Cautious optimism about Global Britain
As UK businesses begin to look beyond the EU following Brexit, the wider world of trade can seem a daunting and risky place to do business. The last decade has seen much talk of emerging and high growth markets – especially the BRICS (Brazil, Russia, India, China, South Africa) and the less discussed MINTs (Mexico, Indonesia, Nigeria, Turkey). There is good reason to believe that UK businesses have much to do in order to be export-ready for to sell into these markets though.
In our recent Export Optimism Survey, respondents showed caution for trade opportunities with India and China, whilst 21% indicated that they saw no optimism for opportunities in Russia. While there was plenty to be optimistic about from the recent survey, 87% of participants did say that they believe there will be a loss of trade when we leave the EU and a lack of resource and understanding about how to do trade with countries outside of the EU is undoubtedly a contributing factor to this.
For all the talk of Britain becoming more ‘global’ as a result of Brexit, the reality is that many British businesses selling into the wider world will need to manage new risks and challenges when selling into non-European markets for the first time.
4 risks to be conscious of when selling into emerging markets
While markets including the BRICS and MINTs come with growing populations of young and urban consumers, and therefore increasing demand for UK products and services, there are definitely risks involved in selling into these countries for the first time.
Exporters need to have risk management plans in their global strategies. Here are 4 risks they’ll need to factor into their plans for starters:
1. Political risk
There is social and political unrest in many markets around the world – take Turkey from the MINTs as an example – and this can have an economic impact on the market’s consumers as well as a political impact on the country’s likely approach to trade.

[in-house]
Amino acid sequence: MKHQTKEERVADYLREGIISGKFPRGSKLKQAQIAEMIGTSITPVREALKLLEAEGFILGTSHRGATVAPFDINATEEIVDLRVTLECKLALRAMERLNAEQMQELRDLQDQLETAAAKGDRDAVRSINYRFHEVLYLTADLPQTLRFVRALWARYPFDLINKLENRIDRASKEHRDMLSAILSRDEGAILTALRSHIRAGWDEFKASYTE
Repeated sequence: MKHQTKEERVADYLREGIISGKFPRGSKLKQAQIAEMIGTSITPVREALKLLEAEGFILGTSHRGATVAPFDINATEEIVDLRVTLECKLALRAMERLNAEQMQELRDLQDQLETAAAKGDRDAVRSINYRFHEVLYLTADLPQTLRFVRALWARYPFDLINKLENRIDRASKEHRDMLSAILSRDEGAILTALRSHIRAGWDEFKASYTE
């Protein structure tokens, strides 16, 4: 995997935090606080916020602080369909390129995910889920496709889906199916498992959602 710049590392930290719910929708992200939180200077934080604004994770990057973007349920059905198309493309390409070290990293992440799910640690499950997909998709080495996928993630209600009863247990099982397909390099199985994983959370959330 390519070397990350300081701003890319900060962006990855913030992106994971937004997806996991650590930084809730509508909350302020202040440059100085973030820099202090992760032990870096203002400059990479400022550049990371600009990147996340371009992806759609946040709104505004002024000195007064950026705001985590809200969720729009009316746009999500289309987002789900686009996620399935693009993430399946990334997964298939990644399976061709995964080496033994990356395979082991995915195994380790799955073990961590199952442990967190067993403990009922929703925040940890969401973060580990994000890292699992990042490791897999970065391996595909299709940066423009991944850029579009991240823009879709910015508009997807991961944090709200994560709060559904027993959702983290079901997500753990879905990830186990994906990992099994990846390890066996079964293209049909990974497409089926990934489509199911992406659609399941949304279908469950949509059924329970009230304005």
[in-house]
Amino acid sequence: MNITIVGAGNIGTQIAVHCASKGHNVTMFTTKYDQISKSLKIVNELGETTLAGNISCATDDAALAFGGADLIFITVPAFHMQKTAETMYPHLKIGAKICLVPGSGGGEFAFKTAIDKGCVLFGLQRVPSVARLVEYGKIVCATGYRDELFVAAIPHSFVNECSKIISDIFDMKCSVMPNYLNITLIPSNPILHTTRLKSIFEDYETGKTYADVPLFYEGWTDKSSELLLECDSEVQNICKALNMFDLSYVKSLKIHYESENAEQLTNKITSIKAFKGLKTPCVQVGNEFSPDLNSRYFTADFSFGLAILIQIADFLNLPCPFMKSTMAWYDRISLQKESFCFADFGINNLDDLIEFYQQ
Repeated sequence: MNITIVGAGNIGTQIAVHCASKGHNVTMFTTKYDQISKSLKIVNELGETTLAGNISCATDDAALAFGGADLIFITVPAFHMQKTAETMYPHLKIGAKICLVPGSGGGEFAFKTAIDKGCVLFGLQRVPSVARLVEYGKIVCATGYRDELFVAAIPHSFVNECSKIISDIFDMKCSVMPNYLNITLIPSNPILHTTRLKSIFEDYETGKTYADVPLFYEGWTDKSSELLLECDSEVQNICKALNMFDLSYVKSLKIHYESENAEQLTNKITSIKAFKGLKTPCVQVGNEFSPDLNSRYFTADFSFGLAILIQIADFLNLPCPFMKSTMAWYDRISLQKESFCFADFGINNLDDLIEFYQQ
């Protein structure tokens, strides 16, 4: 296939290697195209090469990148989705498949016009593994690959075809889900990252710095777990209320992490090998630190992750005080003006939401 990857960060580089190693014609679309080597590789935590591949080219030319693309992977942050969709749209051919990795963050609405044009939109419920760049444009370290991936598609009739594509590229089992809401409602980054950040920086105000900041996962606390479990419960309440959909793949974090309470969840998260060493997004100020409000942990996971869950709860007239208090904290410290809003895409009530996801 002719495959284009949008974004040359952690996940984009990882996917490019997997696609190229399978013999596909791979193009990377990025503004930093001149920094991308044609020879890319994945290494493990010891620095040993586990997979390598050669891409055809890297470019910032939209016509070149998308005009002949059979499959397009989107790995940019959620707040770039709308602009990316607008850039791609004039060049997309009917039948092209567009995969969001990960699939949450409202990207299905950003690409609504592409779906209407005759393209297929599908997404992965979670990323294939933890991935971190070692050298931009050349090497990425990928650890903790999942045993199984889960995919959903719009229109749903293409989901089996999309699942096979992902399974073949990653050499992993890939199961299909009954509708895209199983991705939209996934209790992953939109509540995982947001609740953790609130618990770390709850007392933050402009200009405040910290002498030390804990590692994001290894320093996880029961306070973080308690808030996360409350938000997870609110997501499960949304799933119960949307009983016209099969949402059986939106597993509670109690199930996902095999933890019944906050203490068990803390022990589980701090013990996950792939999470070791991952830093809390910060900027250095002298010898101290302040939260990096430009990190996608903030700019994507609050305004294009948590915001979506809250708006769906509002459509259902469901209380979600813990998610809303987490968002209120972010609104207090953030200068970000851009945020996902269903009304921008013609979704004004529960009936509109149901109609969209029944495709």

2. Threat of protectionism
Linked to the first risk is the possibility for new heads of state to set a protectionist agenda for their nation, introducing new tariffs or quotas that could make selling into this nation more costly or difficult – there has been a fear this could happen in the USA under Donald Trump, for example
3. Currency fluctuations
As we’ve seen in the year following the EU referendum last year, the currency in a market can be significantly affected by economic and political concerns – China, in recent years, has had issues with Renminbi, for example
4. Different business cultures and ethics
Corruption remains rife in many markets outside of the EU and UK businesses have to be very careful to ensure their international dealings comply with the strict standards set by legislation like the UK Bribery Act
What you can do to manage risk in emerging markets
Brook Horowitz, a consultant in international trade and CEO of NGO IBLF Global, tells us that ‘there are many different cultures of business based on age-old traditions and ethical norms, which are very different from our own’. He adds, ‘there is a bewildering array of legal and enforcement regimes’ for UK business to untangle and comply to.
To make the most of the opportunities of emerging markets, UK businesses will need to deeply research the new markets they consider entering, choose which ones to enter carefully, gain a deep understanding of how doing business in these markets works, and ensure all the while that they are complying with the UK’s and the new market’s regulations and standards.
In business, risks are there to be taken, but the UK businesses that approach new markets with a clear strategy for managing them will be the ones that take a leap into profits rather than into the dark. It is of the utmost important that businesses come up with a strategy that maps and identifies geopolitical risks, ensures compliance and understanding of different business cultures and standards, and allows the business to make informed decisions with a full awareness of the risks and opportunities at hand.
Brexit itself was a risk voted for by the UK population. It’s now up to UK businesses to approach the risks of this new era in world trade with a positive but diligent approach.
How we can help
The Institute of Export & International Trade is running webinars and courses to help UK businesses learn how to manage risk in emerging markets and create strategies for global growth.
This summer, we are running an Open to Export webinar on ‘Managing corruption risk in emerging markets’ (May 9) before running a day course in London on ‘Managing risks and opportunities in emerging markets’ (May 25).
We are running both of these sessions with Brook Horowitz and they are a great opportunity for both business people new to exporting or for those who have worked in high growth markets before and are keen to share their experiences.